New Microsoft 'Morro' anti-malware will share competitors' security events
It's an argument we've seen before from Microsoft's competitors and opponents, as well as from many sensible observers: It may be unfair for the manufacturer of the operating system to leverage its customer visibility to advance a free software platform that cuts out commercial competitors. But there's another argument from opponents as well, many of them the same people: Microsoft should be responsible for the health and well-being of its customers' systems when the operating system is threatened, either through malicious use or from system defects.
So what should it be? Today, for better or worse, the company staked a broader claim on the anti-malware market with the initial public beta release of Microsoft Security Essentials, formerly code-named "Morro." It's not the company's first free anti-virus product -- it first cut its teeth (and maybe cut some other parts along with them) with Windows Defender for Vista. And in the subscription service field, OneCare became notorious first for being substandard, and then for a public relations patch-up campaign that blamed the world at large for having been substandard.
Historically, Microsoft hasn't been able to get the ball rolling in this department. In fact, for well over six years now, Microsoft's anti-malware efforts have continually begun and begun again, dating back to the original incarnation of Security Essentials planned in 2003 for Windows XP.
What it's calling Security Essentials today is a piece of this and a piece of that: the core scanning engine from OneCare, along with the capability to share malware signatures in real-time with the Dynamic Signature Service originally intended for its Forefront commercial package, wrapped together with a front end that effectively substitutes for Windows Defender, and that looks slightly more like an XP product than a Vista product. But at the heart of the system is the first public test of an idea that was supposed to premiere with Forefront last April and didn't: a live database of security events compiled with the aid of perhaps as many as 20 partners.
The database is called the Dynamic Signature Service (DSS), and it's compiled using what's called Security Assessment Sharing -- part of a revised platform Microsoft put forth in 2007 code-named "Stirling." With SAS, anti-malware events logged by these partners' commercial software may be utilized in real-time by Security Essentials. Though the complete list of participating vendors has not been released, those who thus far have been willing to acknowledge their own participation include: Brocade, Guardium, Imperva, Juniper Networks, Kaspersky Labs, Q1 Labs, RSA, Sourcefire, StillSecure, and TippingPoint. (Some of these SAS partners are credited on Forefront's Stirling page.) Some you've likely heard of, others maybe not, though by sharing information with one another and with Microsoft, these firms could be giving each other a leg up against competition from "the usual gang," including McAfee and Symantec.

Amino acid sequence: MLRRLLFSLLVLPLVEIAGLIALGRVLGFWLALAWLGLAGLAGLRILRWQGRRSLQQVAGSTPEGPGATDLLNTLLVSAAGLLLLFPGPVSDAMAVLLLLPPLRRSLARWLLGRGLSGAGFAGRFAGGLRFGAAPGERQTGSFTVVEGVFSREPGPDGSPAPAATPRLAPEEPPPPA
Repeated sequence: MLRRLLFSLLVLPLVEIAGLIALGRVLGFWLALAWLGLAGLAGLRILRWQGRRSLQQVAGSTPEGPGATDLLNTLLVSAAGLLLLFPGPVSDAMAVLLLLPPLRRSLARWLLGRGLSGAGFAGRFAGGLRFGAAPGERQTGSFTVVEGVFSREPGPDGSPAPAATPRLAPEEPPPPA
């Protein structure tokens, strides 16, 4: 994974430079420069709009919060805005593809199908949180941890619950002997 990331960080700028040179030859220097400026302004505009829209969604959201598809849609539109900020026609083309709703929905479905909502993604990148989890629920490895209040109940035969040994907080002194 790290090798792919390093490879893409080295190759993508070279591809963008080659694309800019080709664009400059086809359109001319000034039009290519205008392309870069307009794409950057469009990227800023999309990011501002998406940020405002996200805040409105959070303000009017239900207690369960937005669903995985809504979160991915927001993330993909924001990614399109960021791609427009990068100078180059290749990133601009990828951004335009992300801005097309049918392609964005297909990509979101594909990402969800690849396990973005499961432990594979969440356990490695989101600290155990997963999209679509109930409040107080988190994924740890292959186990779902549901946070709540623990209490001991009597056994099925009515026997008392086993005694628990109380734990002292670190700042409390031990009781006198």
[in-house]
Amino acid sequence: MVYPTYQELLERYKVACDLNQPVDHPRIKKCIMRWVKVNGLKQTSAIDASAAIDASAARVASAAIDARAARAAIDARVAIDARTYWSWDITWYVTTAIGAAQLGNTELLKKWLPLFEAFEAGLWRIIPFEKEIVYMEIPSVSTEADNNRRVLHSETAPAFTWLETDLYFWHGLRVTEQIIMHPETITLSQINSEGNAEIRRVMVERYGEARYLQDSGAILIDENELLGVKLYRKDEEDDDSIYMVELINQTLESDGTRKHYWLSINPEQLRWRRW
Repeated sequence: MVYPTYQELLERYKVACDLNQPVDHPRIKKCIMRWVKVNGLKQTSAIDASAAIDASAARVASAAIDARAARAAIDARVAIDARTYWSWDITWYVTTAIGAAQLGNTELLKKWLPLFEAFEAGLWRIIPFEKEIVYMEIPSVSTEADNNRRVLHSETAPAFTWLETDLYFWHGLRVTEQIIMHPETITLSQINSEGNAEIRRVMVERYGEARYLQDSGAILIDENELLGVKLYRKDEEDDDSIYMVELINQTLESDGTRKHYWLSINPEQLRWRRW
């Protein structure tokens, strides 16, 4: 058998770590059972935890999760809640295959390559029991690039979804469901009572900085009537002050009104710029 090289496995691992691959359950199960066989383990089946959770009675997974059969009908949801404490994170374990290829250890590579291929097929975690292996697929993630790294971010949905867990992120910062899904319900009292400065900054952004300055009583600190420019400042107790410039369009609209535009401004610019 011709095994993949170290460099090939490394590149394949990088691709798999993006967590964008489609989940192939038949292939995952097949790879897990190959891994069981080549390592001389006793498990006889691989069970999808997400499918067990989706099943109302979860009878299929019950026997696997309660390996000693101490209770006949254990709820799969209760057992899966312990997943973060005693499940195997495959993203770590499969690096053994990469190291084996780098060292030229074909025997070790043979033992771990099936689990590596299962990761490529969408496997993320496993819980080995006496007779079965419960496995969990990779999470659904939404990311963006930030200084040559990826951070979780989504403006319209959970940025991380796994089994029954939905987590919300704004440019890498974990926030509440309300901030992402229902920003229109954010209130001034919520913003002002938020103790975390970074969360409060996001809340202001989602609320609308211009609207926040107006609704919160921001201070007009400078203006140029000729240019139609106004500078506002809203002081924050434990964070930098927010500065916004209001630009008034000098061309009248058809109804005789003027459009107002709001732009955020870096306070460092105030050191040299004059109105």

The sharing of events with the DSS requires the Security Assessment Sharing Agent, which for now is a part of other Microsoft server software such as Exchange Server -- it's not part of Security Essentials.
Still, the argument against the use the DSS goes like this: When Microsoft uses a high-powered feature to elevate the profile of an anti-virus service that it has already described as providing only basic features, but doing so for free, it could be provoking Windows users to accept substandard security rather than invest in commercial alternatives.
The initial message Security Essentials gives its customer is, "Trust Microsoft." As the installer program describes for itself, it may reset settings for Automatic Updates so that they are downloaded and installed automatically -- in other words, "full green" in the icon. Its message reads: "By using this program, you agree to let Microsoft make changes to your system, such as enabling features that keep your system up to date and make it safer for you to browse the Internet." It's the company's way of saying to customers, if you choose to go down this road, you're making the decision to trust Microsoft with the security of your operating system and files.
DSS is one of those ways, and now Microsoft will be opening up its database to select partners in exchange for them opening their databases in turn. Combining the resources of several companies, including independent engineers -- all in the spirit of "interoperability" -- could poke a lot of holes in that counter-argument.